Although negotiators took a break Sunday, daily talks have taken place since the middle of last week, Cubs spokesman Julian Green said. Negotiations involve Emanuel aide Matt Hynes, Cubs Vice President Mike Lufrano and Wrigleyville Ald. Thomas Tunney, 44th, according to Green.
Ricketts repeatedly has identified today as the deadline for talks to conclude, although Emanuel not set a specific date. The mayor has, however, made it clear he wants the issue resolved as quickly as possible.
Emanuel again reminded reporters Monday that Ricketts is not asking for taxpayer subsidies to get the rehab done. Last year, Ricketts was seeking to use a portion of the city’s amusement tax to help pay for the project, but a deal did not materialize.
Today, Emanuel stuck to his oft-repeated position that he believes the interested parties are close to reaching an agreement that will protect interests in and around the park.
"There's good progress made to both allow the Cubs owners to make the investments they need in the stadium -- that they need to make in their stadium -- and there's good progress also to make sure the community around Wrigley, what is known as Wrigleyville, sees the type of parking and security they need for games to also enjoy the community," Emanuel said at an unrelated news conference at the 5th District police station in the Pullman neighborhood. "And I believe, as I said before, so this is not new, there will be a time in which the fog will lift in the negotiations, people will see what's in front of them as a victory.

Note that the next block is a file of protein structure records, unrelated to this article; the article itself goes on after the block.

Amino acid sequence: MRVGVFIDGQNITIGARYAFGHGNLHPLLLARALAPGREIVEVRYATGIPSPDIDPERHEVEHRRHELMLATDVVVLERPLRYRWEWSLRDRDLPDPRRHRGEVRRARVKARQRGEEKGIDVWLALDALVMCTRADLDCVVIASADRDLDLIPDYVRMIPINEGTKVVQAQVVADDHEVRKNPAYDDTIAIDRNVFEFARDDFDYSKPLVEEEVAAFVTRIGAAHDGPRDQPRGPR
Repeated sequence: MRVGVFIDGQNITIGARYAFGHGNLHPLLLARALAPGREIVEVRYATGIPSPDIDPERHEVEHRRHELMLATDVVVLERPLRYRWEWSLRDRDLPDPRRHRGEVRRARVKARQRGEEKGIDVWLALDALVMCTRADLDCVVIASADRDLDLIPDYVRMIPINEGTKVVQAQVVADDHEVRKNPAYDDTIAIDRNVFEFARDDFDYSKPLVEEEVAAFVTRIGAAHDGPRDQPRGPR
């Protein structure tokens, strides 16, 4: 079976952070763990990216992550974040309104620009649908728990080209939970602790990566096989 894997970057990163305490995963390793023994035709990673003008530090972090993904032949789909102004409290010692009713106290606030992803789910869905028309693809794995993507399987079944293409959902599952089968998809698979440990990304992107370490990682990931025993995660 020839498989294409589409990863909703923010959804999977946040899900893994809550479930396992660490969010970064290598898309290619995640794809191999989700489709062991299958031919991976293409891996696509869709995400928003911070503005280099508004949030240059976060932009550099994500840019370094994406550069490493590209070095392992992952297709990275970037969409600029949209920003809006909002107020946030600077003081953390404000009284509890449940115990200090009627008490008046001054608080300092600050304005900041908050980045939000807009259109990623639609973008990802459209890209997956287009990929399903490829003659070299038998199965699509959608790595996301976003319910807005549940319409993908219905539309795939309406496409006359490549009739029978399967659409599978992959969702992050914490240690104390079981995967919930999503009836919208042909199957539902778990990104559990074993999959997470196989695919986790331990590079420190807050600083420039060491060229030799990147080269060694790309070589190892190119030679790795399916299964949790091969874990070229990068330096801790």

"I did not set the deadline. They did," Emanuel added, speaking of the Ricketts family. "And they're a party to the conversation, and I believe when they have -- when all the parties have something to say, they'll say it."
The Ricketts family has proposed spending $300 million to rehab the nearly 100-year-old stadium and another $200 million on a hotel and other development in the surrounding area.
But the rehab is fraught with complications because of the ballpark’s landmark status, a 20-year agreement the Cubs have with nearby owners of rooftop clubs and resident concerns about congestion and crime.
The rooftop owners have offered to put signs on their buildings and let the Cubs keep the revenue, but they want to extend their agreement with the Cubs. The team, meanwhile, wants inside-the-park signs, including a 6,000-square-foot video screen, that could block the lucrative views from the rooftops.